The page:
The Casual Vacancy 
by J.K. Rowling.
Little, Brown, 503 pp., £20, September 2012, 978 1 4087 0420 2
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The Casual Vacancy is as much an event as a novel – J.K. Rowling’s first book for adults! – but only the novel aspect can be reviewed. Incidental atmospherics don’t come into it – an astronomer trying to establish the composition of a comet will try to look beyond the streak it makes in the sky. On one level, nothing could be more natural than that a successful writer should try something new. Nobody finds it strange when a composer of symphonies writes chamber music, or a sculptor starts exhibiting drawings. It’s true that in fiction the direction of genre travel is usually the other way round, with established novelists such as Salman Rushdie or Jeanette Winterson trying their hand at work for a younger age group, but it’s hardly a binding rule.

In other ways it seems perverse. What can top the experience of capturing a global audience, made up mainly of readers for whom your books have been an introduction to the power of fiction? It’s a readership Rowling has honestly earned. For quite a while her publishers seemed to be running to catch up with her sudden popularity, rather than scheming to promote it. Her reward has been a relatively restrained backlash: Christian groups in the States have claimed that a saga about a young wizard must necessarily be satanically inspired, and A.S. Byatt has implied that if Rowling made a deal with the devil she should have held out for greater imaginative powers.

It’s hardly a revelation that War and Peace and Ulysses have more prestige than the Harry Potter books, but no one has ever had as intense a relationship with those novels as the ten-year-olds a decade ago did with Rowling’s series – the children who would only say ‘you-know-who’ for fear of the syllables that make up ‘Voldemort’. The world Rowling is now setting out to conquer is actually smaller than the one she ruled for so long. The attempt is more than a whim, though it’s likely to be less than a disinterested artistic impulse, and it’s still a bit mystifying. When you’ve found the Holy Grail at your first attempt, why do anything as ordinary as diversifying into cookware?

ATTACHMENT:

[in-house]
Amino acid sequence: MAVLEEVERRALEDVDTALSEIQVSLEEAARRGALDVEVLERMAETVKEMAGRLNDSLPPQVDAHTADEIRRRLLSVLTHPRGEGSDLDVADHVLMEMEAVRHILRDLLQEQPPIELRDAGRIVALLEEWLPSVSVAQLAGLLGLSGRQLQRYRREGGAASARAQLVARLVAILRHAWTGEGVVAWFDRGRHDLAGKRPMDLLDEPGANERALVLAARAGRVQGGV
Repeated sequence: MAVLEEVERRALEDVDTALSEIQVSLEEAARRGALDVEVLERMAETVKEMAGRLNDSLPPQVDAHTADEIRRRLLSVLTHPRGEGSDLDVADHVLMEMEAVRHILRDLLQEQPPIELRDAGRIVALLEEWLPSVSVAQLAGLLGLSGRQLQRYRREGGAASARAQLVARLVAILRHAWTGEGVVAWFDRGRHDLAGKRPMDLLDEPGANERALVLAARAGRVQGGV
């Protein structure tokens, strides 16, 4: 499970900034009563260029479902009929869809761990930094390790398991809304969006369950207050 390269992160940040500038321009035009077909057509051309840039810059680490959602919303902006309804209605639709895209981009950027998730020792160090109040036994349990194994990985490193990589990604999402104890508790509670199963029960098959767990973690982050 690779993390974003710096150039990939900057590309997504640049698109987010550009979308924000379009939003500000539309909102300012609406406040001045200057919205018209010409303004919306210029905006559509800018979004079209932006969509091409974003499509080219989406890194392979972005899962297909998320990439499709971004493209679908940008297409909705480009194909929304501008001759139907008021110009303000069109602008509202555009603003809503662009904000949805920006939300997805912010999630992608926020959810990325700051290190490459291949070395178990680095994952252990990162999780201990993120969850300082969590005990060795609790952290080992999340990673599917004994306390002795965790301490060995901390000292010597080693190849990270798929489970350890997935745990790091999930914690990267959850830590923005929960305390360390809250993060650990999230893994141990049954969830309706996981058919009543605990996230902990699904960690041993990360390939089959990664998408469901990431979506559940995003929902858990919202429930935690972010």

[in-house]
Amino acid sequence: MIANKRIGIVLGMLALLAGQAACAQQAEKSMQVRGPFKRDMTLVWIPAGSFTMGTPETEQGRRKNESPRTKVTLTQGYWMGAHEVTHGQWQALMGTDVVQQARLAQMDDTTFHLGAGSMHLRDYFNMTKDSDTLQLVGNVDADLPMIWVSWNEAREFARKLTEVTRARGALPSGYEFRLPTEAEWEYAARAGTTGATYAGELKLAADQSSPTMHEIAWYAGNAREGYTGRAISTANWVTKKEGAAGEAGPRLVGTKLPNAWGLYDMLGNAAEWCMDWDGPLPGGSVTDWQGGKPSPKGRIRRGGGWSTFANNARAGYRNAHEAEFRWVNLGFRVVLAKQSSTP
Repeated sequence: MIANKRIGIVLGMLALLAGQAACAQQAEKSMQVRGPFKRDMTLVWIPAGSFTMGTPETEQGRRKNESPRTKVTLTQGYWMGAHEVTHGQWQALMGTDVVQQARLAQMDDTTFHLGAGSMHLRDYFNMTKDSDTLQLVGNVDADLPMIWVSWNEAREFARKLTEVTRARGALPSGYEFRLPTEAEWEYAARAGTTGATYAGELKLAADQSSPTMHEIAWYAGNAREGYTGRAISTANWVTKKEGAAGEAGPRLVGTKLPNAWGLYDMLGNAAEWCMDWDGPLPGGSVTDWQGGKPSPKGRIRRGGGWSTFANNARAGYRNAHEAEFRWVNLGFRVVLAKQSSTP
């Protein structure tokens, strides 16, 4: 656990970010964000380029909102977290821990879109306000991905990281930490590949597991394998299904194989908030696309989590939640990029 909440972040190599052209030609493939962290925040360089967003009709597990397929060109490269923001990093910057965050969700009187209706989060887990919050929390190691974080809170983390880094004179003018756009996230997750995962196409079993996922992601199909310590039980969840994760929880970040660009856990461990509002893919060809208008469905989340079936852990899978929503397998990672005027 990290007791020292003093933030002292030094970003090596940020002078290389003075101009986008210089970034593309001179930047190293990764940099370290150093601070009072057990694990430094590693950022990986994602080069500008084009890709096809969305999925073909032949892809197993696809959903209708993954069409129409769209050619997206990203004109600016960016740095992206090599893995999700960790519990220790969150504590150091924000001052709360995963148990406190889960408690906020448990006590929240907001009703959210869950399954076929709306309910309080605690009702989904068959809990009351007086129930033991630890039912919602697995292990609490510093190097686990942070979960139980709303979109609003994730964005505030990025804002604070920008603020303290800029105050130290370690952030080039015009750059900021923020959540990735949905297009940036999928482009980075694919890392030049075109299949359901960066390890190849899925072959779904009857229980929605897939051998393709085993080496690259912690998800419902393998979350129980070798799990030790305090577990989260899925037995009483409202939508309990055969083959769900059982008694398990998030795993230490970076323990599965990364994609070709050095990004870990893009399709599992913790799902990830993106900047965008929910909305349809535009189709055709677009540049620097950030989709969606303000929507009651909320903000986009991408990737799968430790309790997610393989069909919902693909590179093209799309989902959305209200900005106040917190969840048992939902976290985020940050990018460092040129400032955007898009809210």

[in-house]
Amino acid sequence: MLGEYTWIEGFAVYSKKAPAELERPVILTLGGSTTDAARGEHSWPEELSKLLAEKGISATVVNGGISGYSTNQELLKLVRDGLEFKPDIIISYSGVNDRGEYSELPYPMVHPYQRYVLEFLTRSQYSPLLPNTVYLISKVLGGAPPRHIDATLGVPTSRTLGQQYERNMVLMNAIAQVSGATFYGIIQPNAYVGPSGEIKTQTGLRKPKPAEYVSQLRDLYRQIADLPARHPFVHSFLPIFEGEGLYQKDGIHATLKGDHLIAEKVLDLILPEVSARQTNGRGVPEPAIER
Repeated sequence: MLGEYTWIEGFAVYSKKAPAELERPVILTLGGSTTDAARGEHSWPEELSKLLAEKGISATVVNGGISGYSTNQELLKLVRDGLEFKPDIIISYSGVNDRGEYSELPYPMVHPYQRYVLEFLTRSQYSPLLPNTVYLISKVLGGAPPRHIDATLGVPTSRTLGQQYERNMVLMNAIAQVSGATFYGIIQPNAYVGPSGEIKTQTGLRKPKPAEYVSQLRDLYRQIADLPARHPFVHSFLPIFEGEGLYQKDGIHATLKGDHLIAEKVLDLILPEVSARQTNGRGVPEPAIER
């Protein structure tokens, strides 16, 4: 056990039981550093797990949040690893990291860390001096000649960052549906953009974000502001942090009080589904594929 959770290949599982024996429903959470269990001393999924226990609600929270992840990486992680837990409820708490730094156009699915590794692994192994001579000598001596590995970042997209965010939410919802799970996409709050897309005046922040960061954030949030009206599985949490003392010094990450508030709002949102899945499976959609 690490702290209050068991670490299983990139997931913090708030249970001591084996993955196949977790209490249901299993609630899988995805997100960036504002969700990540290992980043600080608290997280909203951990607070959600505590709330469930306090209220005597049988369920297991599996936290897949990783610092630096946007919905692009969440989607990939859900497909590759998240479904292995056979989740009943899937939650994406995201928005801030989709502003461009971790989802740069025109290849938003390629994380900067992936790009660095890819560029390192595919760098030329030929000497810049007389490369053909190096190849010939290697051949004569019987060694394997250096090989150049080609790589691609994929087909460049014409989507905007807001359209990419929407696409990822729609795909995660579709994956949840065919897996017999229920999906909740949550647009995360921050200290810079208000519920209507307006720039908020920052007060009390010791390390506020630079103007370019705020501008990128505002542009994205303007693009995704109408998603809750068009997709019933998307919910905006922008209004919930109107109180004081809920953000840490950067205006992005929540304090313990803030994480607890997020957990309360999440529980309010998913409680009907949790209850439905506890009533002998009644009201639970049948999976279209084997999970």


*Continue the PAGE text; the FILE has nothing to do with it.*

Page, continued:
Tolkien is one of the few writers to have started out with a book aimed at a lower age-group. The world of The Lord of the Rings is continuous with the world of The Hobbit, though the angle of vision is very different. Death now permeates Middle Earth, even if the secret of sexuality, perhaps even more traumatising, seems to have been kept from Mordor as much as from the Shire. There’s no comparable connection between the Harry Potter books and The Casual Vacancy, unless you count a scene about halfway through where a young wizard, having placed a curse on his father, burns the scrap of paper on which the spell was written.

The wizardry concerned is of the computer sort. A schoolboy called Andrew Price posts a defamatory statement about his hated father, Simon, on the website of Pagford Parish Council. Simon has put his name forward for election as a councillor, to replace the popular Barry Fairbrother, whose sudden death has created the ‘casual vacancy’ of the title. The technical means of delivering the poisonous message is an ‘SQL injection’, something mentioned to Andrew’s computing class by a young supply teacher who was trying to impress them and ingratiate himself.

This SQL injection, so casually introduced, is crucial to the book’s plotting. Three times it is used by unhappy teenagers to commit symbolic murders, little parricides, harming their parents by revealing shameful secrets. Three times? It sounds a bit too much like a fairy tale, just the area Rowling is leaving behind with her frank descriptions of drug-taking and grotty sex. Perhaps that’s why she adds in a fourth use of the cyber-curse, to break the pattern, though this last one is slightly different and the rule-of-three seems to persist.

A character who pops up for just long enough to pass on a convenient mechanism is a little providential: it would have been worthwhile to build up the introduction of the transforming knowledge more solidly. Plotting is more of a challenge in a novel where fantasy has no acknowledged place. The plot strand about hacking would be easier to swallow if there wasn’t also a storyline about a schoolgirl being bullied on Facebook by someone who keeps changing his profile so that she can’t escape the persecution. The supply teacher, bearer of forbidden knowledge, would have done better to teach the class about privacy settings.